Move along now: the law barring thousands of people from public spaces

Police now have free rein to create “dispersal zones” in public areas, allowing them to ban people for anything from street drinking to acting in a suspicious manner.

openDemocracy.net - free thinking for the world

Move along now: the law barring thousands of people from public spaces

Police now have free rein to create “dispersal zones” in public areas, allowing them to ban people for anything from street drinking to acting in a suspicious manner.

openDemocracy.net - free thinking for the world

“The EU is a first step”: an interview with Federico Campagna

Jamie Mackay talks to the writer and philosopher about the UK election result, the forthcoming referendum on EU membership and historic ideas of Europe that are at stake today. 

The resilience of UKIP

Despite hysterical coverage of “splits” and “crises”, UKIP is likely to be the big beneficiary of UK politics over the next three years.  

Reflections on the 2015 General Election

How can we make sense of the national theatre we call the General Election?

Government u-turn on safe nursing levels branded a "betrayal" by Mid-Staffs campaigners

Independent work on safer ratios of nurses to patients across the NHS, was a key recommendation of the Francis inquiry into failings at Stafford hospital. This week, the government quietly shut that work down.

How the SNP-Tory dynamics shifted the 2015 election

Fear of the SNP drove voters to the Tories - a fear that Labour's leadership candidates are failing to discuss.

Homelessness, freedom and why we should resist the social cleansing of Hackney

Hackney council is using new laws to try and cleanse homeless people from its more fashionable corners. Under the rubric of public “safety”, the lived reality of London, with its poverty and inequality, is being swept under the carpet.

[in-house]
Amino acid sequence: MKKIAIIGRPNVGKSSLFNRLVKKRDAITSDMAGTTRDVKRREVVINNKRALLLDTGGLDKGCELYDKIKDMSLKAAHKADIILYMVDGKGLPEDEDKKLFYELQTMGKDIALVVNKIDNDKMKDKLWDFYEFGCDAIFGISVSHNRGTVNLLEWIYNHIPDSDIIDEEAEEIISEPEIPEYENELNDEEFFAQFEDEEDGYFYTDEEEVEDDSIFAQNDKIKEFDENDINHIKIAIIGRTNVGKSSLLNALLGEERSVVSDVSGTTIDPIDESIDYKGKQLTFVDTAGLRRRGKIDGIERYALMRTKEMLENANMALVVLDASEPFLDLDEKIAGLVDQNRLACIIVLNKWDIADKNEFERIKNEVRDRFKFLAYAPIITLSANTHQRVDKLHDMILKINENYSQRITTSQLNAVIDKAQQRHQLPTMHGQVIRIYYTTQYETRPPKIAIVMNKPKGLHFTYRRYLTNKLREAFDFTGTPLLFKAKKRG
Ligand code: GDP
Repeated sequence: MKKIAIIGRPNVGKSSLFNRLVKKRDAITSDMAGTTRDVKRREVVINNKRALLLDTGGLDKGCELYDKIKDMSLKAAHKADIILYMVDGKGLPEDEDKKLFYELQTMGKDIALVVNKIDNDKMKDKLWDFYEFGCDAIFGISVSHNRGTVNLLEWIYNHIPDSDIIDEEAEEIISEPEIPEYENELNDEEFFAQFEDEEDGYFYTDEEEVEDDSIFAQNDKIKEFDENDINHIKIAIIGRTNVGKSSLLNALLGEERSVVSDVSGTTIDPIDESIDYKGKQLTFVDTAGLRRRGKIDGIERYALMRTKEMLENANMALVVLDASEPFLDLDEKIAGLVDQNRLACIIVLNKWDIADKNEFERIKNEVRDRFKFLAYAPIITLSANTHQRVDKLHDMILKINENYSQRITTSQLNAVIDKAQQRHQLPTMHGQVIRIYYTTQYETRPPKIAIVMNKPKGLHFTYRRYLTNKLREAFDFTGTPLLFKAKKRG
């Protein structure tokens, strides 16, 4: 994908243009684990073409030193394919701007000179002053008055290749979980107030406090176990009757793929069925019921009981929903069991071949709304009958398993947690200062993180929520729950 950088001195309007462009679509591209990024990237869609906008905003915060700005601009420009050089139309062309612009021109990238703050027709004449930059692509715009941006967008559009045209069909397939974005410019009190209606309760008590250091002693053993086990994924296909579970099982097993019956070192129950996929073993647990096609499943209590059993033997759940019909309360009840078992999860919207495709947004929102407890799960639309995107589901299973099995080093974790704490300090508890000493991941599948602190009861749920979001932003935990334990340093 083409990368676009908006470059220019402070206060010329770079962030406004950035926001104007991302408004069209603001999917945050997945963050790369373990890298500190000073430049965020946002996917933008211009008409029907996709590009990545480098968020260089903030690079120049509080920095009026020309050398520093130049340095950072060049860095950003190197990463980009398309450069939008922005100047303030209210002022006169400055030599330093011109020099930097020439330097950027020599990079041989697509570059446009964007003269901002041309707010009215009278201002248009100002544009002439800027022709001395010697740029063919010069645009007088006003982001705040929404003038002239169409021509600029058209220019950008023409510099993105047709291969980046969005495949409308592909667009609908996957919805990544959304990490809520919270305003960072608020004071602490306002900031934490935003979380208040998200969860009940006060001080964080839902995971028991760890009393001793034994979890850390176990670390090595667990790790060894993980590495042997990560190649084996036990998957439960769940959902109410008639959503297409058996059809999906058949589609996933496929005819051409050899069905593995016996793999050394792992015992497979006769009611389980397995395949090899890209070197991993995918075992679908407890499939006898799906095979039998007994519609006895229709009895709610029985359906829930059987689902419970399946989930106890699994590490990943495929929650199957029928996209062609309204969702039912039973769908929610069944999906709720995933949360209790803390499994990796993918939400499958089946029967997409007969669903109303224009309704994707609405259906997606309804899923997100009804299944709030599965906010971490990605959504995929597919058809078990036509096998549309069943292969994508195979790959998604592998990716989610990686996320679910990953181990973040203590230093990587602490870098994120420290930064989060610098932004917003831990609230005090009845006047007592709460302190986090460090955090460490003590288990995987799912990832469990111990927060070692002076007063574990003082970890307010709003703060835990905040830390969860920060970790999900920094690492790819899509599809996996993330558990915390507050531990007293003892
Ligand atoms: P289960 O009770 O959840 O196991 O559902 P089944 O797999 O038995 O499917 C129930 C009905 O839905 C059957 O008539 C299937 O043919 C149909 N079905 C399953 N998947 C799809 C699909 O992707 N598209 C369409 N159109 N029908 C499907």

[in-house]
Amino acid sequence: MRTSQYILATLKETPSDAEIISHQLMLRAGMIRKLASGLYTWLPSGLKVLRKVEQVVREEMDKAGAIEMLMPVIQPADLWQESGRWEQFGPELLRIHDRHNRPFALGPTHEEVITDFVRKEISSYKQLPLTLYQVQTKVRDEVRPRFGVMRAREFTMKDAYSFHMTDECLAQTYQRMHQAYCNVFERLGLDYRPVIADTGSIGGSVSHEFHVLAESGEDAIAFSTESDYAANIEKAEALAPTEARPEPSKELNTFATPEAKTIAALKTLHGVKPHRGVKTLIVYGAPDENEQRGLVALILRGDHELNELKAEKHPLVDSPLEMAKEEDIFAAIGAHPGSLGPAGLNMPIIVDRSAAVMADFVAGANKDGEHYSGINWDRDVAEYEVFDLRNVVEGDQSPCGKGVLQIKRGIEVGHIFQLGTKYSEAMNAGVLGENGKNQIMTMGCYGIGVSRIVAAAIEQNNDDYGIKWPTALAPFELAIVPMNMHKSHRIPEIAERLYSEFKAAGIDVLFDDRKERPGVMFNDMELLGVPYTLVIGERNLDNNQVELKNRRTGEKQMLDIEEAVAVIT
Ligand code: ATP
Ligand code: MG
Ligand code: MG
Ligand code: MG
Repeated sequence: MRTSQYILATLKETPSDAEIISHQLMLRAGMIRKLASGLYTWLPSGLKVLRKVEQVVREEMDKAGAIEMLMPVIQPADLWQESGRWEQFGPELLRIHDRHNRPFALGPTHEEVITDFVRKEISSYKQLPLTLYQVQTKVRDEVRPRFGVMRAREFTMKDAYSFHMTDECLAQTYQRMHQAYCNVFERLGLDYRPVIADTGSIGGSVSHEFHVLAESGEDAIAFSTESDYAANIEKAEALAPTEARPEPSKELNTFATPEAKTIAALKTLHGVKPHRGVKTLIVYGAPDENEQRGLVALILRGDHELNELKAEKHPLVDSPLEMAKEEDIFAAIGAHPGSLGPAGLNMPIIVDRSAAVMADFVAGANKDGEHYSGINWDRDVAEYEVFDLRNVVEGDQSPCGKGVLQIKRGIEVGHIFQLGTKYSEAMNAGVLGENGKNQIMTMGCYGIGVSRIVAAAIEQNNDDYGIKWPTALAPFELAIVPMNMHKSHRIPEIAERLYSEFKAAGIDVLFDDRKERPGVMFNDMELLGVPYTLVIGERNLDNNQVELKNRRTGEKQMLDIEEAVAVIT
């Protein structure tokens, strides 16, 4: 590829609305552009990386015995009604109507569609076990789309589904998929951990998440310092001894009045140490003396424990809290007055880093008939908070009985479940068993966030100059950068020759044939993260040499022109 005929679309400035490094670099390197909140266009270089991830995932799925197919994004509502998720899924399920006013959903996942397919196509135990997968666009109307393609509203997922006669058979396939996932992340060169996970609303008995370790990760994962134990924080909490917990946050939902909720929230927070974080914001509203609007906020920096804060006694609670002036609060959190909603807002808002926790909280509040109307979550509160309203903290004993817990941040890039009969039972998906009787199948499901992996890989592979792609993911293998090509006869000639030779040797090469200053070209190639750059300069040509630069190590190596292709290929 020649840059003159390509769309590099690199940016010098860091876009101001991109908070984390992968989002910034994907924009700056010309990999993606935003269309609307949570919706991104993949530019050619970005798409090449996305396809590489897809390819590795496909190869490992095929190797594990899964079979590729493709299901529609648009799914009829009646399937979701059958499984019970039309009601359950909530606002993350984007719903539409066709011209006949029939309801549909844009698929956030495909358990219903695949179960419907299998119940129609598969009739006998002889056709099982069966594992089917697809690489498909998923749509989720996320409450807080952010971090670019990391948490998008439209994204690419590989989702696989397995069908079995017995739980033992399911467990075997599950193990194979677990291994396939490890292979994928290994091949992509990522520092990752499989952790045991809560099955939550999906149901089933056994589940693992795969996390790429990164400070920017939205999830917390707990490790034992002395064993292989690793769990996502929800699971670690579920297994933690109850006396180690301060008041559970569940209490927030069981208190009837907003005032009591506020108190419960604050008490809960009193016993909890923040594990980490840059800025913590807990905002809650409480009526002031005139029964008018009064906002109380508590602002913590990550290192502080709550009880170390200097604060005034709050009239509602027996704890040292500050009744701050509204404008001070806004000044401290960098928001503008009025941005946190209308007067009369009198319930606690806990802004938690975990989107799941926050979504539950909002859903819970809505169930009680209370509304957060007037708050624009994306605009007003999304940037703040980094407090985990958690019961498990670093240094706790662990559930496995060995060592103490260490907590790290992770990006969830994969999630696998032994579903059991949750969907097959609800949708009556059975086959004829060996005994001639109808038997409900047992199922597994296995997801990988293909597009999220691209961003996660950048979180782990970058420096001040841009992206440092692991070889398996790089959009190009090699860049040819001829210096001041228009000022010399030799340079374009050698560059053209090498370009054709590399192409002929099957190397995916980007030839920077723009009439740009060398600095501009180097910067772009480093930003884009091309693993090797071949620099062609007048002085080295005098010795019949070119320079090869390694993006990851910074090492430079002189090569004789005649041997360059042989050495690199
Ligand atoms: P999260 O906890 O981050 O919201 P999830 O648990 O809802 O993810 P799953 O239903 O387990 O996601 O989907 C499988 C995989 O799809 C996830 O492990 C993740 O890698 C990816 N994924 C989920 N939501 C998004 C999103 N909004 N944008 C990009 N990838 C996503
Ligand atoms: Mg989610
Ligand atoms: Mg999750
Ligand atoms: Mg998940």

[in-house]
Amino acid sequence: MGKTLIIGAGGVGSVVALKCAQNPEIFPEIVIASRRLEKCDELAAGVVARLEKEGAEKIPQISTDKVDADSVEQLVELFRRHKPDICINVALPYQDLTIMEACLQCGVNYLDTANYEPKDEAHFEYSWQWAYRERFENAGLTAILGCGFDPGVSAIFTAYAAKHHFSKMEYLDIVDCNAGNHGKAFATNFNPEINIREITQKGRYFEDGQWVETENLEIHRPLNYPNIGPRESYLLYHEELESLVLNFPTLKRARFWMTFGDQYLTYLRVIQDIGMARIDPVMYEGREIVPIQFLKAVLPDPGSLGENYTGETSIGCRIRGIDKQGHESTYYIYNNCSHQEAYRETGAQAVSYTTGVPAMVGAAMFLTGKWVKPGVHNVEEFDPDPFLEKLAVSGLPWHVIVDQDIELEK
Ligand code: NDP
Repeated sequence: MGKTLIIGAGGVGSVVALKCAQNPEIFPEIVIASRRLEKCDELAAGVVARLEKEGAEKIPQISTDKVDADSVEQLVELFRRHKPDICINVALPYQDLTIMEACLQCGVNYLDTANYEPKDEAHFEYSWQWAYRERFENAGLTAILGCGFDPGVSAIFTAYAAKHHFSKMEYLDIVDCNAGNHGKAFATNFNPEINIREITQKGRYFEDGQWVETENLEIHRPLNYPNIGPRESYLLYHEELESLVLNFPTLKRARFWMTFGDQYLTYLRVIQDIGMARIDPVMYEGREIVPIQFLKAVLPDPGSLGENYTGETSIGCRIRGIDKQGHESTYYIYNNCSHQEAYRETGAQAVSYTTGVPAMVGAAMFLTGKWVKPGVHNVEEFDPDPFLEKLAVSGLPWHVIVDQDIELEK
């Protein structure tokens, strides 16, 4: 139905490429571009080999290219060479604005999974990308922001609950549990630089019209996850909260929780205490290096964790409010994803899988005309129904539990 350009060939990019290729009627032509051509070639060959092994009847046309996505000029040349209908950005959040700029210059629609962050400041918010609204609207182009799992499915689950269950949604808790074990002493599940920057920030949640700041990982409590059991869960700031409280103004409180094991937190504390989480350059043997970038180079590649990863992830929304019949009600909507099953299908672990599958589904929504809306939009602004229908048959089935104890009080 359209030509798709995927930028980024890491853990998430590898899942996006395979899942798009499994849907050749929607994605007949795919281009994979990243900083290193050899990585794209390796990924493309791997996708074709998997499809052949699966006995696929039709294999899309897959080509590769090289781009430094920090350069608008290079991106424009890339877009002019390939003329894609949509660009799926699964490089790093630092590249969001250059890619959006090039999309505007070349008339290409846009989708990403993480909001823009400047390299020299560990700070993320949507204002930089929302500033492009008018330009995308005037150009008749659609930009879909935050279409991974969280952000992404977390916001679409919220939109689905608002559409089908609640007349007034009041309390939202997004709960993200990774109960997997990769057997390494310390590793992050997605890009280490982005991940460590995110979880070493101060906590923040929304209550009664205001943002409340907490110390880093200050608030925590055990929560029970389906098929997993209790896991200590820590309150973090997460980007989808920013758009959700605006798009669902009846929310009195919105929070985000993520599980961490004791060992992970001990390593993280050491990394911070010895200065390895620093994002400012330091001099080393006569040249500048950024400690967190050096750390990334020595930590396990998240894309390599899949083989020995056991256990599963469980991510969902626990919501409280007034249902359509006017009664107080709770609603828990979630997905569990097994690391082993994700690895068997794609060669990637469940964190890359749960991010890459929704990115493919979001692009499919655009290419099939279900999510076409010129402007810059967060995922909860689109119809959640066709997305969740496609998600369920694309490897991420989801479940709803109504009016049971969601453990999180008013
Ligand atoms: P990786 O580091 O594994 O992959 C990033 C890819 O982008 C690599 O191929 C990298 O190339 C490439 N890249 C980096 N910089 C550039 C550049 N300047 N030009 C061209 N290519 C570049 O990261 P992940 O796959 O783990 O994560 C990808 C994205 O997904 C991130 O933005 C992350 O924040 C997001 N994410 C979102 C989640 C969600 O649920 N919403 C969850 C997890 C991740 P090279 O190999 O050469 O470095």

Is the licence fee value for money?

On 19 May Radio 4’s “You and Yours” hosted a debate on whether the licence fee was thought to be value for money. It raised as many questions as it answered.

"One Nation Britain" and anti-extremism

As the government makes a grab for new terrorism powers, we need to examine the basis of its "extremism" narrative.

Radical regionalism and democratic politics in England

The election result underscores the need for a profound rethink by the left in England: this should focus on regionalism and radical democracy. 

Britain moves to deport Tamil torture survivor

22 year old man detained regardless of UK rules forbidding detention of torture survivors.

Alcoholism, the NHS, and political hypocrisy

Politicians show sympathy for the sadly premature death of Charles Kennedy - but none for the ordinary alcoholic, facing cuts to services and threats of charges for A&E use.

Inequality and insecurity in UK households

Measurements of, and debates about, economic recovery in the UK have tended to overlook deepening inequality along the lines of class, gender, race, ability, age and sexuality.

The Convention on Modern Liberty

The Magna Carta 2015 conference in Cambridge this weekend will provide the last chance to buy the book on openDemocracy's 2009 "Convention on Modern Liberty".

Want to improve our prisons, Mr Gove? Stop. Look. Listen.

Former HM Chief Inspector of Prisons, Lord Ramsbotham, offers advice to ministers.

NHS agency staff - the market reaps as Hunt sows

Tough talk by the Health Secretary on NHS agency costs belies the fact that the problem occured on his watch - and as a result of his government's market policies.